Commenting from Chicago IL,
Mike

— comment by Mike on February 11th, 2010 at 3:33am JST (4 years, 2 months ago) comment permalink

Holy cow dude – you’re the author of Mastering Regular Expressions! :) I’ve been following your blog for a while, after I found your Flickr plugin for Lightroom. Your name always sounded familiar but it wasn’t until I hovered over “my first book” and saw regex.info in the status bar of my browser that it all clicked. I looked up on my bookshelf, pulled down my copy of MRE and said, “How cow – he is the author of this book!” (obviously I’m in the software world – I’m actually a support analyst for a Linux-based financial trading firm)

Anyway, just wanted to say your book is sort of the definitive reference for all things regex related here. And it has the best index of any book I’ve ever looked at. :)

(Your plugins are quite nice also. :))

— comment by Duluk on February 11th, 2010 at 3:47am JST (4 years, 2 months ago) comment permalink

Please keep up the good work!

But all good things have an end, especially one-man operations, and I would understand that.

— comment by rx1337 on February 12th, 2010 at 3:48pm JST (4 years, 2 months ago) comment permalink

Thanks for the Flickr plugin, it finds much use in my workflow.

There is one feature that would be wonderful to have in the Twitter section and that would be a preview of the tweet text with the special codes resolved so that we can be sure of what we are tweeting before it’s let loose in the (un-editable) wild.

Thanks

The problem is that it’s not known what most of the codes will resolve to until after the upload. —Jeffrey

— comment by Richard Haber on February 15th, 2010 at 3:33am JST (4 years, 2 months ago) comment permalink

Jeffrey, many thanks for your work and sharing a part of your life on this blog. It is an inspiration. I can relate to what you say about the rewards need not all be monetary.

Are you a member of Nikonians (nikonians.org)? If not, I think you would enjoy the community there. I’ve been shooting since 1994. When I discovered Nikonians in 1999 my photography went to a different level. PS: you might want to stay out of the LR forum as you would become the defacto guru.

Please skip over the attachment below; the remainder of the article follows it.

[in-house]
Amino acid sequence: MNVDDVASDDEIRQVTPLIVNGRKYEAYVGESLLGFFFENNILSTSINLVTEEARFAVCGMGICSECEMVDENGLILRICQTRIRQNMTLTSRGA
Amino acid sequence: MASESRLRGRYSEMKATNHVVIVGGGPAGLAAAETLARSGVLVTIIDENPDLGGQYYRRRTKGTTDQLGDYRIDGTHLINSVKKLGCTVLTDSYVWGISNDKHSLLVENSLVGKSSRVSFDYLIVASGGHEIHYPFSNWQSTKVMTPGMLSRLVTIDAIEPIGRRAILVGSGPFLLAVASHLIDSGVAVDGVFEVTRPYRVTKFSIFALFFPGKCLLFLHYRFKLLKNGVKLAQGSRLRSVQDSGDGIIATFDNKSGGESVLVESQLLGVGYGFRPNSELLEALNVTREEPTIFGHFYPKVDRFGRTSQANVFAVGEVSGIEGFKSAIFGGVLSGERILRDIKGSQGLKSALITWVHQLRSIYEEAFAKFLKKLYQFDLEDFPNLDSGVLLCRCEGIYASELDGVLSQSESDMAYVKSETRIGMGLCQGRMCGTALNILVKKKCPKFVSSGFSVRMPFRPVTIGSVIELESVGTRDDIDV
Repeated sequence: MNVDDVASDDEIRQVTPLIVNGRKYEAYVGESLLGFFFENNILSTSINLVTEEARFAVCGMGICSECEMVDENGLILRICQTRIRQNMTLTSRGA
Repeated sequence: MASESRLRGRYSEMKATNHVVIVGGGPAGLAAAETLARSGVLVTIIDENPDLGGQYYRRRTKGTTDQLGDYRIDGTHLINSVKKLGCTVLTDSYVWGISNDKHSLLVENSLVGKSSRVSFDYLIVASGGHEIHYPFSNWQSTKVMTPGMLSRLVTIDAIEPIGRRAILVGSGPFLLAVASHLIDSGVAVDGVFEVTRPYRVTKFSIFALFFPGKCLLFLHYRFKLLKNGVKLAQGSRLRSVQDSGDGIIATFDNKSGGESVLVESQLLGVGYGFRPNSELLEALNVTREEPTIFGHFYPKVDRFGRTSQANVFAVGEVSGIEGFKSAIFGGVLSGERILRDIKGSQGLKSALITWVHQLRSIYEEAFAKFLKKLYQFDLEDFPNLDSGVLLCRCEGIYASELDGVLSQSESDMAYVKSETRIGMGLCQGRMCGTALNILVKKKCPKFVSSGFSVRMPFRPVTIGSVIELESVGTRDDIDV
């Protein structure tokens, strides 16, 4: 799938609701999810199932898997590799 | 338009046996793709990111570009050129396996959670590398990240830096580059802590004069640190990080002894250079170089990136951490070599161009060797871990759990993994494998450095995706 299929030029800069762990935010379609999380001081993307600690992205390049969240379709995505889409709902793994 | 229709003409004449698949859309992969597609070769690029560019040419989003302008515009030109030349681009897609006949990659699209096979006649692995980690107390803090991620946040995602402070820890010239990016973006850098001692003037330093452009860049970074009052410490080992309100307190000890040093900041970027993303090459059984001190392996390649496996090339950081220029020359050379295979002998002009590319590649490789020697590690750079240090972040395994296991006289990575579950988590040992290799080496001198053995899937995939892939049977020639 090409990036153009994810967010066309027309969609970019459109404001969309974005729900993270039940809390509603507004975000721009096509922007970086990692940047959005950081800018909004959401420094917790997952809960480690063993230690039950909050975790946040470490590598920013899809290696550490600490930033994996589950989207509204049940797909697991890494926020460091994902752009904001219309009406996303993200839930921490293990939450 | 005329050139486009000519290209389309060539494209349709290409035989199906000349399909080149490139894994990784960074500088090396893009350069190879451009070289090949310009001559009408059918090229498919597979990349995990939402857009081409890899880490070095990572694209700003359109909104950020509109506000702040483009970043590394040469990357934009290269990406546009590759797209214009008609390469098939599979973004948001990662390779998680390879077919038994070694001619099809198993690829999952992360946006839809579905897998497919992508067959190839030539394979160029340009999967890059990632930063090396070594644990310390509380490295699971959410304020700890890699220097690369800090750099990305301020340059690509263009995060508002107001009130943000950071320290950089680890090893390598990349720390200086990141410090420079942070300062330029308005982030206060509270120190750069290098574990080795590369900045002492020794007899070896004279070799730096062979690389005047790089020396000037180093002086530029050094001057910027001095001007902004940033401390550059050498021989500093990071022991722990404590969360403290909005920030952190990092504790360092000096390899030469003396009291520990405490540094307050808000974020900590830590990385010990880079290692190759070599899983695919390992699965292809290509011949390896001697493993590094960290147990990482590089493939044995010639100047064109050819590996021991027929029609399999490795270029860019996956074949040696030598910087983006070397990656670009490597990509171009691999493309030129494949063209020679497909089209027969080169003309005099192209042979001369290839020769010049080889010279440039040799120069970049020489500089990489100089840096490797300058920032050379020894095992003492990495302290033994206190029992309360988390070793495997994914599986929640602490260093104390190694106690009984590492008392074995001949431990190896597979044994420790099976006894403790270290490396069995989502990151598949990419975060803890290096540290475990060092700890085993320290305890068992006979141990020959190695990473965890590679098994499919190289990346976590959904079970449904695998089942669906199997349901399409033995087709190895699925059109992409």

And it is civil. The only heated personal debate I can recall was the early finger-pointing concerning potential D2 auto-focus softness; some blaming their new camera, others blaming the incompetent photographer. A standardized auto-focus and tripod test lashup sure would have come in handy. :)

— comment by Fried on March 1st, 2010 at 10:27pm JST (4 years, 2 months ago) comment permalink

Hi Jeff,

I think I read this once already, but I just really enjoyed it and read it again. You seem like a gentle, humble guy who loves his kid, and is very generous to whomever you have contact with. Not only that, but I really appreciate your plugins. I currently use flickr regulary, facebook a few times, and I think I just downloaded something today, but I’m not even sure what it was (Can you hear “aimless internet cruising?”).

Thanks for much for all you do to the Lightroom and digital photography community!

— comment by Dawn D. in NJ on May 28th, 2010 at 5:35am JST (3 years, 11 months ago) comment permalink

Hi Jeff, I love all of your photos and your lightroom plug-ins.
I was wondering if you had thought about developping a plug-in for Deviantart.com?
its a nightmare to upload to the site, i was just curious as to whether you had one in the works?
thanks.

I asked them about it some time ago; they had no interest. —Jeffrey

— comment by Ben Appleton on February 1st, 2011 at 8:03pm JST (3 years, 3 months ago) comment permalink

What a wonderful story Jeffrey (update it soon mate!!). I relate to your way of thinking and living.
Thanks for all you do to make our lives flow more smoothly. Aren’t we all on a great journey to who knows where!!

My best wishes to you and your family.
kia kaha we say down her – stay strong.

— comment by Geoff Walker on May 2nd, 2011 at 6:13pm JST (3 years ago) comment permalink

I live in the South Coast of England, It is sad that there is not more people with your attitude to life

DickL

— comment by Dick on May 3rd, 2011 at 8:10pm JST (2 years, 11 months ago) comment permalink

Hi Jeff:

Have you caught the HDR bug yet? Maybe I can look for a new jf HDR Plugin?

I just started in HDR.

Ravi

I won’t be doing an HDR plugin because there’s already a good one, and because of this. —Jeffrey

— comment by Ravi on August 23rd, 2011 at 7:07pm JST (2 years, 8 months ago) comment permalink

Mike G.
Deridder, Louisiana
Just starting over with a photo website. I’ve always enjoyed taking a photo, but I found that more enjoyment came from adding my own improvements to them. I started back in 2010, just a year before I retired from the military. I volunteered as a soccer coach for two years, the realized, that sitting on the sidelines and taking pictures was a lot more fun. I guess my real reason was because I noticed that it was hard for a parent to take a photo if they were too busy watching the game. So I decided that I would try to capture the game for them, so that way their enjoyment could continue.

My wife and I have 6 children all together, and so rebuilding my site with Zenfolio is another chance to show my local community how I saw the game-play.

Thanks for the plug-in, it’s help a lot in bringing that enjoyment into their lives.

D4D

— comment by Mike Guajardo on October 27th, 2012 at 1:19pm JST (1 year, 6 months ago) comment permalink